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Perforated appendicitis presenting as a thigh abscess: alethal combination.

Case report

A 50-year-old male was seen in the emergency department complaining of painful disability of his right leg. The affliction began a week prior with pain located primarily at the right hip. The pain then worsened and spread to the thigh and knee, with associated swelling and progressive inability to bear weight on the limb. He denied abdominal pain, but experienced mild anorexia during the preceding week. There was no history of trauma or chronic illness. Physical examination revealed an acutely ill man with the following vital signs: heart rate 120 beats per minute, blood pressure 110/57 mmHg, respirations 20 breaths per minute, and temperature 38.8[degrees]C. Tenderness in the right iliac fossa and flank was appreciated, and the impression of a mass was noted. There was also erythema and swelling of the overlying abdominal skin. The right hip was maintained in flexion and external rotation, with significant limitation of movement demonstrated. The limb was severely inflamed, with a large fluctuant area extending from the groin to the knee. There was no evidence of crepitation at the affected sites. Significant laboratory results included white cell count, 13 180/[mm.sup.3] and C-reactive protein, 297 mg/l. Contrast-enhanced computed tomography (CT) revealed features in keeping with perforated appendicitis, with large right-side retroperitoneal abscess and right thigh involvement (Figure 1).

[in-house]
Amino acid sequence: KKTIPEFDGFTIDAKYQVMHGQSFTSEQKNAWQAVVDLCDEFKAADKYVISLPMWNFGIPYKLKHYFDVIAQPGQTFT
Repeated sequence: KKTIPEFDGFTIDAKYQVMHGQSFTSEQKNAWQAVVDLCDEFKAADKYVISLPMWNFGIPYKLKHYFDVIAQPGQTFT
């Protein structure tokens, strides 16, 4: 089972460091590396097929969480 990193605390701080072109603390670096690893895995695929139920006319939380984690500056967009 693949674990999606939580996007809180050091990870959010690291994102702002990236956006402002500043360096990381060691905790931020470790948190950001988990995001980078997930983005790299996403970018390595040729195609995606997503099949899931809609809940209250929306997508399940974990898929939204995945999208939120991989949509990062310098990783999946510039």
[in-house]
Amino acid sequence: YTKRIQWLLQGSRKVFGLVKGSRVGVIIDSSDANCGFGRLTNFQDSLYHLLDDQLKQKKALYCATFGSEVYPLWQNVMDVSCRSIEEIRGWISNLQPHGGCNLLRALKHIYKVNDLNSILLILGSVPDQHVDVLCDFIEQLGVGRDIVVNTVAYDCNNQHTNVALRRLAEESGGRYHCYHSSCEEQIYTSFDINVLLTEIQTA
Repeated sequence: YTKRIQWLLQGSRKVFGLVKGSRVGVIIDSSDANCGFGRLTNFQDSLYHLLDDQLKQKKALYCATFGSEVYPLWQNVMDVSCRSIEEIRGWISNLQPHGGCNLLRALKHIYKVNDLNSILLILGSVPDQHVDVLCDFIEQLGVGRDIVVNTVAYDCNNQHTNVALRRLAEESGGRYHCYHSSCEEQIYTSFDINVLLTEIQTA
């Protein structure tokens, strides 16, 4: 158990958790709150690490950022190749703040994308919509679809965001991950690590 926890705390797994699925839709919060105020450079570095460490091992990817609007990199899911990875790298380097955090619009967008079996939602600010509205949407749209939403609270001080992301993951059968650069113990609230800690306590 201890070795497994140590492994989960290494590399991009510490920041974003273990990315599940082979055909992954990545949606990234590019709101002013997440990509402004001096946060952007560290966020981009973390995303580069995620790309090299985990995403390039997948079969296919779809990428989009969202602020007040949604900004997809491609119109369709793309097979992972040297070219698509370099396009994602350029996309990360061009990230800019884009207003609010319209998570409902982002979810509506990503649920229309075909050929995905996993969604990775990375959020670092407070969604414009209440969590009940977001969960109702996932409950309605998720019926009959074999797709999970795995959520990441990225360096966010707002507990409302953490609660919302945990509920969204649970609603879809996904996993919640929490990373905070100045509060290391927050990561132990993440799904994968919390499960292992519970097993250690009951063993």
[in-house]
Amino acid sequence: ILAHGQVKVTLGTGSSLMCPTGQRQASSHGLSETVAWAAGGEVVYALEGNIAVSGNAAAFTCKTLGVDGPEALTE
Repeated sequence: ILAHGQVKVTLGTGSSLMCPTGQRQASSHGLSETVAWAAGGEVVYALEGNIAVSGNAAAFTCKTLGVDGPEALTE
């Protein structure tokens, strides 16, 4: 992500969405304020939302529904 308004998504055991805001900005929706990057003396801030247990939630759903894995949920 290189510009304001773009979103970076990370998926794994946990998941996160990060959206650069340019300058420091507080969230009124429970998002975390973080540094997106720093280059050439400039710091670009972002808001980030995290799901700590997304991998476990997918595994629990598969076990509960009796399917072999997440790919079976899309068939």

Emergency laparotomy confirmed perforated retrocaecal appendicitis, with large retroperitoneal abscess that extended from the hepatic flexure of the colon, downward along the right psoas muscle and into the thigh. The peritoneal cavity was free from contamination. Right leg exploration then confirmed abscess extension into the limb via the iliopsoas muscle behind the inguinal ligament. Copious volumes of offensive pus were found in the anterior and medial compartments of the thigh, extending to just below the knee. Although small areas of myonecrosis were encountered, suppuration without necrotizing infection was the predominant feature.

Appendectomy was performed and the right leg incised and drained. Necrotic tissue was debrided and thorough irrigation of the affected area was carried out. Broad-spectrum antibiotics were commenced and later changed appropriately after surgical cultures revealed non-haemolytic streptococci and Escherichia coli. The patient underwent repeat debridement procedures at two and six days after the initial surgery. He continued to improve satisfactorily until he developed severe diarrhoea three weeks after admission. The patient deteriorated despite maximal treatment, his condition complicated by electrolyte disturbances and malnutrition. He eventually succumbed to severe sepsis two months after admission to hospital.